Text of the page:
The essence of a processive enzyme is to retain affinity for its polymeric substrate during multiple rounds of catalysis. At the same time, the enzyme should bind with comparable affinity at all sites along the polymer; in other words, it should bind nonspecifically. One way in which this can be achieved is by a toroidal structure as exemplified by the sliding clamps (Fig. 4a,b). In general, however, high affinity and low specificity can be achieved by having a large interaction surface. As the area of interaction is increased, additional favorable interactions can be included and the affinity increased essentially without limit. At the same time, an extended binding surface minimizes the chance that there will be perfect complementarity between the two partners. When one of the interacting partners is a polymer, the binding surface can be designed to take advantage of the repetitive nature of the target. With DNA, for example, electrostatic interactions can be repeated along the phosphate backbone. With cellulose, hydrophobic interactions can be repeated with successive glucosyl groups (Fig. 6). Such repeated interactions are likely to result in more-or-less equal affinity at different locations along the polymeric substrate. It could be that the extended, concave, binding sites seen in many of the processive enzymes (Figs. 1, 2, Fig. 2.) results from a tendency to increase the area of interaction between the enzyme and its substrate. In some contexts, a large area of interaction between two interacting partners can be used to generate both high affinity and high specificity. In this situation, the interacting surfaces on the two partners are highly complementary, each being designed to perfectly match the other. In the context of processivity, however, a large interaction surface can be used to generate moderate affinity at a multitude of different binding sites, and to avoid very tight binding at any specific site.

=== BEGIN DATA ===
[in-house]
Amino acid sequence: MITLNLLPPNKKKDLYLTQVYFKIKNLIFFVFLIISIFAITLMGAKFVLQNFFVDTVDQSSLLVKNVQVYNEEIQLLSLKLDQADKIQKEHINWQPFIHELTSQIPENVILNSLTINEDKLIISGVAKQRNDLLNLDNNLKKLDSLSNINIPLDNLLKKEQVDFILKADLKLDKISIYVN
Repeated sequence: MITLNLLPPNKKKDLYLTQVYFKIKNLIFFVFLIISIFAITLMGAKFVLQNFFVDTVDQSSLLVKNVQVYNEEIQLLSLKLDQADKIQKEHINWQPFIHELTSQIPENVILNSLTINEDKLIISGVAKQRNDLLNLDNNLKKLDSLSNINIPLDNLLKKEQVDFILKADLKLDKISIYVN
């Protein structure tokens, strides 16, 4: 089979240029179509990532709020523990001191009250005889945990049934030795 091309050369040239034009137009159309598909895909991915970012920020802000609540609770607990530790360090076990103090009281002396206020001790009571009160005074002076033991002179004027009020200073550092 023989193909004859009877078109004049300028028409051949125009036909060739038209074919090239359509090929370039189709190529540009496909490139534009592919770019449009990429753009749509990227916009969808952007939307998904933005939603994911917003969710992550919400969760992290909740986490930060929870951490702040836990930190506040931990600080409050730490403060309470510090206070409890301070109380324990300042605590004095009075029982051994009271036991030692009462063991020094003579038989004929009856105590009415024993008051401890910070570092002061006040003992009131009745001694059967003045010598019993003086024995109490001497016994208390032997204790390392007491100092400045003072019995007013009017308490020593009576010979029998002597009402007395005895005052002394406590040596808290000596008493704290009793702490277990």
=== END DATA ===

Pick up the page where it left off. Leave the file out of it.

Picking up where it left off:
While an appropriately shaped active site of an enzyme appears desirable for processivity, it is not sufficient. As demonstrated by the endoglucanases Cel7B and E2, a large substrate-binding cleft similar to that found in class I enzymes does not confer processivity. Processivity (or sliding) requires affinity as well as shape complementarity. The early studies of lac repressor led to the suggestion that electrostatic interactions could be used to generate a complex between the protein and the DNA that was of relatively high affinity, but not sequence-specific (Berg et al. 1982). Such a complex could explain the sliding of the protein along the DNA. Subsequent structural studies of many processive enzymes provide much support for these early ideas. The complex of BamHI with noncognate DNA, for example (Fig. 5b), confirms the role of electrostatic interactions. At the same time, structural studies show other ways in which sliding and/or processivity can be achieved. One alternative is to completely encircle the substrate (Figs. 3, 4, Fig. 4.). Another is to make use of repeated hydrophobic or stacking interactions (Fig. 6). The structural studies also show how an enzyme such as BamHI can switch between two distinct conformations, one appropriate for sliding and the other for tight binding at a sequence-specific site. Thus, two distinct modes of substrate interaction can be combined in the same protein.